Volunteers need to be healthy people between the ages of 20 and 45. Most importantly, they should be highly motivated.
Bedrest studies are no walk in the park. Participants enjoy no privacy for the duration of the study. In addition, they are constantly monitored and examined by sometimes invasive equipment which can be painful as well as a chore.
Bedrest involves lying down, for sometimes up to 90 days, a long time to be part of any research group, let alone one where you are not allowed to walk. Participants are expected to complete the whole programme or the research has little value. Pressure is high to continue the experiment regardless of discomfort or personal problems.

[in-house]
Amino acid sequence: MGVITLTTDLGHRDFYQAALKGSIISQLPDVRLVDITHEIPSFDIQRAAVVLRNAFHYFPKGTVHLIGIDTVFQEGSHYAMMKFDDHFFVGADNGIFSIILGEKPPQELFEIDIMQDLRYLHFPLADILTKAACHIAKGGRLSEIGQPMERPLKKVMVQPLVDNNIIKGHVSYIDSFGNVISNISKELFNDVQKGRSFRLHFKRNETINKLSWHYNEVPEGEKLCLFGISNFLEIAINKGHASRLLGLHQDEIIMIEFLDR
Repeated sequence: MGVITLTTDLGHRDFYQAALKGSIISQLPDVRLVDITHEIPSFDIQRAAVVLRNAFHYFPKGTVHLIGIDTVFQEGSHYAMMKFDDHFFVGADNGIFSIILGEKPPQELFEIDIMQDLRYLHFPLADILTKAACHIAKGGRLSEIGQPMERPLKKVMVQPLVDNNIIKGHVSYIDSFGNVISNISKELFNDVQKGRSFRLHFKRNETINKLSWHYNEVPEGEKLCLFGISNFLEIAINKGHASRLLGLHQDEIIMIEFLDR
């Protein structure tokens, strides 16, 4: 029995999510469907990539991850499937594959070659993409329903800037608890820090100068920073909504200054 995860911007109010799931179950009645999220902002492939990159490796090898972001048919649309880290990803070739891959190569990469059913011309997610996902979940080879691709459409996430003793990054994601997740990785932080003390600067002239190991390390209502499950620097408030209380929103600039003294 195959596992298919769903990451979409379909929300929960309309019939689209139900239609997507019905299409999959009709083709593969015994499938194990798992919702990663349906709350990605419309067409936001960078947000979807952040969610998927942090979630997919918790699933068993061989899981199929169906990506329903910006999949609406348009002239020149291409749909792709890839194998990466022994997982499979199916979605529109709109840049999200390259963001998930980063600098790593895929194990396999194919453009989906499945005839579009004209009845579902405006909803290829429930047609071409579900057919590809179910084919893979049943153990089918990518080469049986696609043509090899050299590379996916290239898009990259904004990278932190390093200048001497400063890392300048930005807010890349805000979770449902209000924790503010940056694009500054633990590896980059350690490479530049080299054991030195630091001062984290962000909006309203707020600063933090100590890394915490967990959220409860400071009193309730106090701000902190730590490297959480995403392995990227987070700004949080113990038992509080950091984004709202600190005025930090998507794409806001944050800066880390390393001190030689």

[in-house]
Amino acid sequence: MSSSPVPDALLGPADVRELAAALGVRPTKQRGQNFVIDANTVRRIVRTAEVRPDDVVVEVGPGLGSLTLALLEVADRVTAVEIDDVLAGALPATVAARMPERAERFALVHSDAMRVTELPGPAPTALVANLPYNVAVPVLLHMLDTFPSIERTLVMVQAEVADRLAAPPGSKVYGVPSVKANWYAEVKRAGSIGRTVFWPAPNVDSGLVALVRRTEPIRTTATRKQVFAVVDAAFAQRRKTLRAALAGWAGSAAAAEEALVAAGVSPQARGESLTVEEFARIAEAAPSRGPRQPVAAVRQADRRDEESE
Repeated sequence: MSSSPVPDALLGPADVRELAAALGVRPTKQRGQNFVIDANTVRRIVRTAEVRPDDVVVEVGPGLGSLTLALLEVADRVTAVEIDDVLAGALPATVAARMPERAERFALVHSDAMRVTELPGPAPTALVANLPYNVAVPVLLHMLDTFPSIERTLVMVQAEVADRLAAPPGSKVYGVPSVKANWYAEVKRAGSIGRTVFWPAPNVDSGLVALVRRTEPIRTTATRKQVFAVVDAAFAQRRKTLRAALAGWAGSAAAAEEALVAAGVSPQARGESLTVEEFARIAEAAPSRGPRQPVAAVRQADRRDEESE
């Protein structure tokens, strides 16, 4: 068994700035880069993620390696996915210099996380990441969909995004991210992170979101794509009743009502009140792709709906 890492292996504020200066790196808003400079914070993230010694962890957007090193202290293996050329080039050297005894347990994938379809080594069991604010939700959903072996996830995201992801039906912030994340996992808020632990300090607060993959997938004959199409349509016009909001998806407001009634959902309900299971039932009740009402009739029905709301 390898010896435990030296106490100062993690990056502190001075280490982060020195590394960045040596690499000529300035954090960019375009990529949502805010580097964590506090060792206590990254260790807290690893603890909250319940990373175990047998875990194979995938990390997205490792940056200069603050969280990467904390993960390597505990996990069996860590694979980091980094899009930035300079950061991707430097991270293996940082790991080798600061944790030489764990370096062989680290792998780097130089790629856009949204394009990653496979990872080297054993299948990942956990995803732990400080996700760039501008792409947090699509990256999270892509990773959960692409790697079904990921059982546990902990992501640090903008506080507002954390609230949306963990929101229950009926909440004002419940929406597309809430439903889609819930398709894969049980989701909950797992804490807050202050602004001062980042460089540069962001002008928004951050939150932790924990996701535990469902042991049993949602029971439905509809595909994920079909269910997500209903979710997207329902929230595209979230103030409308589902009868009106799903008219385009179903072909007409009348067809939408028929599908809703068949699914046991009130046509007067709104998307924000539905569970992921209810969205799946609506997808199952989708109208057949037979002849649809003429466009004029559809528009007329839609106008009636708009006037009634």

In addition, volunteers need to be able to take time out of their normal life. Although family and friends may visit during the experiments, subjects cannot attend important family events.
Life after the study needs to be taken into account. Participants need to organise what they will do afterwards because they may not be able to take up their old job.
Bedrest studies often attract people looking for a change who can afford to retreat from everyday life for a few months. Their motivation can be for medical, personal or scientific reasons. Sometimes they just want to do their part for space travel.
After all the discomfort, the volunteers can feel proud that they have done their part for medicine, science and space travel. If humans ever walk on Mars or live in space for long periods, it is partly thanks to the bedrest volunteers.